Last week, Stage 1 and Early Stage 1 investigated versions of the fairy tale, The gingerbread man. This week, we will explore some Youtube clips of gingerbread recipes, attributes of foxes, and read Kel Richards’ The lamington man, an Australian version of the classic tale.
Ginger bread man – Fairy tales in English – animated / cartoon stories for kids
Fairytale: The gingerbread man read by John Krasinski by Speakaboos
2 adopted foxes and the ‘stepmom’ dog
Ylvis – The fox (What does the fox say?) [Official music video HD]
How to make a gingerbread man: gingerbread man recipe from Cookies Cupcakes and Cardio
Play Doh gingerbread man gingerbread recipe: how to make gingerbread man
Gingerbread man cookie recipe – Laura Vitale – Laura in the kitchen, Episode 253
This week, Early Stage 1 and Stage 1 students will be investigating the fairy tale, The three billy goats Gruff, through a selection of versions, such as 3 billy goats Gruff by Ted Dewan (with a baseball motif), The three billy-goats Gruff Norwegian folk tale featuring woodcut illustrations by Susan Blair, and The three billy goats Gruff, from the picture book translated by Henriette Barko and illustrated by Richard Johnson.
Some useful Youtube clips include:
The three billy goats Gruff, by Henriette Barko & Richard Johnson
Early Stage 1 and Stage 1 are studying fables this term. We found this great short video, with accompanying song, on Youtube:
Song: “A Man, a Boy and a Donkey” – Children’s Music Video
And here’s an award-winning music video version, by Derek Sonic Thunders, of Craig Smith’s “Wonky donkey” picture book and song:
Wonkey donkey song unofficial music video
Last term’s Stage 1 book rappers are doing an extension activity with me during our Literacy time: investigating claymation (stop motion) video presentations using a kit from the local post office, “Make your own haunted house movie” by Nancy Hall (Hinkler Books, 2010). We have already storyboarded our Halloween story, but have now checked out a few claymation fable videos on Youtube:
After experiencing many versions of the fable, “The exploding frog“, our Early Stage 1 and Stage 1 students are studying factual information about frogs. These Youtube video clips (below) will support their learning:
The Children’s Book Council of Australia (CBCA) released its 2011 shortlist of nominated children’s book titles for Book Week last Tuesday, and the mad scramble – to make sure school library collections have the books – has begun in earnest.
When the stores say a shortlisted title is “not available”, that’s because it has already sold out of its initial print-run everywhere (ie. the warehouses are often empty long before the nominations come out, or they are cleaned out the day the shortlist is announced), and the publisher is now attempting to get a second printing done in time for Book Week. That attempt is usually successful, at least for the city stores in most states. Sadly, books that don’t make the shortlist often never get a second hardcover printing. That precious nomination is often their key to longevity. Publishers are very frugal and only very strong sellers and award nominees get a second bite at the market. Paperback versions of nominated hardcovers often don’t get scheduled until the approaching Christmas season, too late for Term 3 Book Week celebrations.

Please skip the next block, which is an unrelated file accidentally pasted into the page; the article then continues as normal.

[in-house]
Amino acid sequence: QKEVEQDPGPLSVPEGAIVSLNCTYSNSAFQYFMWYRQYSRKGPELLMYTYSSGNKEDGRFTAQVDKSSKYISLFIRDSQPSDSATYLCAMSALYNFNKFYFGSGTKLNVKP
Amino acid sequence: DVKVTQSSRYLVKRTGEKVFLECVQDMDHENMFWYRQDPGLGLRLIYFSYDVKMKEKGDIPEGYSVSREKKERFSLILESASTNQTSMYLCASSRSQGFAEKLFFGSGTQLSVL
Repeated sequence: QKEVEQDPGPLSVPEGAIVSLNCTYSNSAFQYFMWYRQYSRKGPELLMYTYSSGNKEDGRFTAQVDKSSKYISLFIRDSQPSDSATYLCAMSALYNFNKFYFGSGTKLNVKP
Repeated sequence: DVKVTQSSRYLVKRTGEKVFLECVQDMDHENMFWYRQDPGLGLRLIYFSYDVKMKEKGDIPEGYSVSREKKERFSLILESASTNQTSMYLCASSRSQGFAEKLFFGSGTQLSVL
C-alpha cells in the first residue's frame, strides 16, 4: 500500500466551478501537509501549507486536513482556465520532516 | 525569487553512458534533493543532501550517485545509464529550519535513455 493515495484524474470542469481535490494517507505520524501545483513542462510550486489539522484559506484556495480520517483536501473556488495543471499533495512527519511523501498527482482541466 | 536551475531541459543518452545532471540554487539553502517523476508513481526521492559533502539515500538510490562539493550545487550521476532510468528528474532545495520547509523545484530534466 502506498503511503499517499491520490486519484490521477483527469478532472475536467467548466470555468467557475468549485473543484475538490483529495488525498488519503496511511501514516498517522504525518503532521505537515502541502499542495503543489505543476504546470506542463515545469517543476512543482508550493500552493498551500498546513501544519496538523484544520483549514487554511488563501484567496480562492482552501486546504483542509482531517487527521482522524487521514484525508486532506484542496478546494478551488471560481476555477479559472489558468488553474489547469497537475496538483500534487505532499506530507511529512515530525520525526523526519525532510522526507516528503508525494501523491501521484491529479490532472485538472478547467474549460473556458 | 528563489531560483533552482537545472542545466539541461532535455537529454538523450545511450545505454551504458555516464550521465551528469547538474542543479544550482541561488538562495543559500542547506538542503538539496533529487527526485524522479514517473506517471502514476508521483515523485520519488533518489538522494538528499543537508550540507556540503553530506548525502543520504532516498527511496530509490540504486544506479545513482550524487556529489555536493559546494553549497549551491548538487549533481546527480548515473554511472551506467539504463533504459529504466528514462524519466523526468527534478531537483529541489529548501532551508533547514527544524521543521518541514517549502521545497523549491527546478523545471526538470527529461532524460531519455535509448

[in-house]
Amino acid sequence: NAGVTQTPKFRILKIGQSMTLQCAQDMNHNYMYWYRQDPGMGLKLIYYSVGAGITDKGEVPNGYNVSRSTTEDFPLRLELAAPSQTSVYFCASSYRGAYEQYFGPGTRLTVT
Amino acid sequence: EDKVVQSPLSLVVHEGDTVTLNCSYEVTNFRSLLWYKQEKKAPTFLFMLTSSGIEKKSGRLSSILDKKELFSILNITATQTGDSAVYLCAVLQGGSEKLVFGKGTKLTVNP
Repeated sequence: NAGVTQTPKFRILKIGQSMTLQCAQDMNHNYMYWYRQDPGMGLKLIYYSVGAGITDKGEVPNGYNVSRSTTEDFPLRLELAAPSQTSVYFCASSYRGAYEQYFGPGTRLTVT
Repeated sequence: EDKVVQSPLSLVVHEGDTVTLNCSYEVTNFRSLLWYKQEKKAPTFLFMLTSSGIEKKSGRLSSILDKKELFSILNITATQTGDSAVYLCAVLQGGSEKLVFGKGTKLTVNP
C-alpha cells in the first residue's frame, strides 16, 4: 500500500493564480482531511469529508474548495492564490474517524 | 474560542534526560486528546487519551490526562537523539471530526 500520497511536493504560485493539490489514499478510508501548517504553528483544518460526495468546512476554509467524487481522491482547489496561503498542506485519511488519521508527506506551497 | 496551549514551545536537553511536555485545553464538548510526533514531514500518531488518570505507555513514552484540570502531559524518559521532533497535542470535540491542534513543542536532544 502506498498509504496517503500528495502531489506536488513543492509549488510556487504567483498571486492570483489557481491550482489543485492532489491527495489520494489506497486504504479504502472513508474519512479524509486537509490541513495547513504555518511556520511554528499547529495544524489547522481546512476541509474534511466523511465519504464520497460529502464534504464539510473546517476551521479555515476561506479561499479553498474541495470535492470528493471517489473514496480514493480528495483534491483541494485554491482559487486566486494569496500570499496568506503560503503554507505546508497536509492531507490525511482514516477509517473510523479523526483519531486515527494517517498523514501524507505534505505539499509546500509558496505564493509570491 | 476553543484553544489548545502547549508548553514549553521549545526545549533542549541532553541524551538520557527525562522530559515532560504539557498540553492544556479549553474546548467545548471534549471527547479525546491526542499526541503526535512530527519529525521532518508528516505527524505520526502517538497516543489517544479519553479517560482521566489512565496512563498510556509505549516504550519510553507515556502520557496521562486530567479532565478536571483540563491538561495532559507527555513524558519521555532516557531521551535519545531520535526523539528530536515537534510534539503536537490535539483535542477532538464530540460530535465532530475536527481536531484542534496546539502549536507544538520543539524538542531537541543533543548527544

I have permission from my Principal to round up the titles in whichever bookshops I happen find them in, hopefully in ones that offer us a decent discount. I haven’t bought any books for the library since last Easter (except the 2010 shortlist) because of our BER rebuilding, so my 2011 shortlist shelves were totally bare. I’ve been treasure hunting shops since last Tuesday when the list came out – and I have actually found almost everything (including most of the Crichton Award nominees for first time illustrators). Often it’s the lone copy on a shelf I find, but a surprising number of the titles have been in reasonable supply this year. I resist just back-ordering the whole list from one seller at this time of year, because inevitably I see older, first printing copies in forgotten corners all over Sydney, when I could be using them with the students, but the shops also dislike it when you keep canceling books from the order. This time of year drives the booksellers crazy, and it also seems unfair to think of all those wonderful books that just missed out making it to the Notables list, since they are probably destined to be a distant memory.
So there’s no easy answer. I happen to enjoy the treasure hunt, and am usually very successful. Several of my favourite haunts see me walk in the door and they say, “Ah, we know what you’re looking for!”, even if it’s been a year between visits.
The theme this year is “One World, Many Stories”, and is neatly served by this cute song on Youtube.
This is the Year 4 (of 4/5P) students’ response to the famous Ocoee Middle School Youtube flashmob.
The rappers decided they wanted to try using the forward and back buttons of PowerPoint for creating a stop-motion animation to the Youtube-famous version of “Gotta keep reading”. They brought in soft toys from home, and some from the library, and we spent about half an hour doing the main shoot in the playground. It works really well on my laptop, but when we tried to video podcast it, the file was just too big. This .mov version is miniscule, but it’ll give you a taste of the fun we had making it.
I feel like a proud father. The students at my school, Penrith Public School, were asked (late last year) to be the “poster children” of this year’s NSW Premier’s Reading Challenge poster. The posters arrived today and they look fantastic! Not that I’m biased. Definitely one to get framed for our new BER school library when it’s built.
Meanwhile, a teacher-librarian colleague recommended this great Youtube video clip:
Ocoee Middle School’s “Gotta keep reading” Youtube song, based on a Black-Eyed Peas hit song.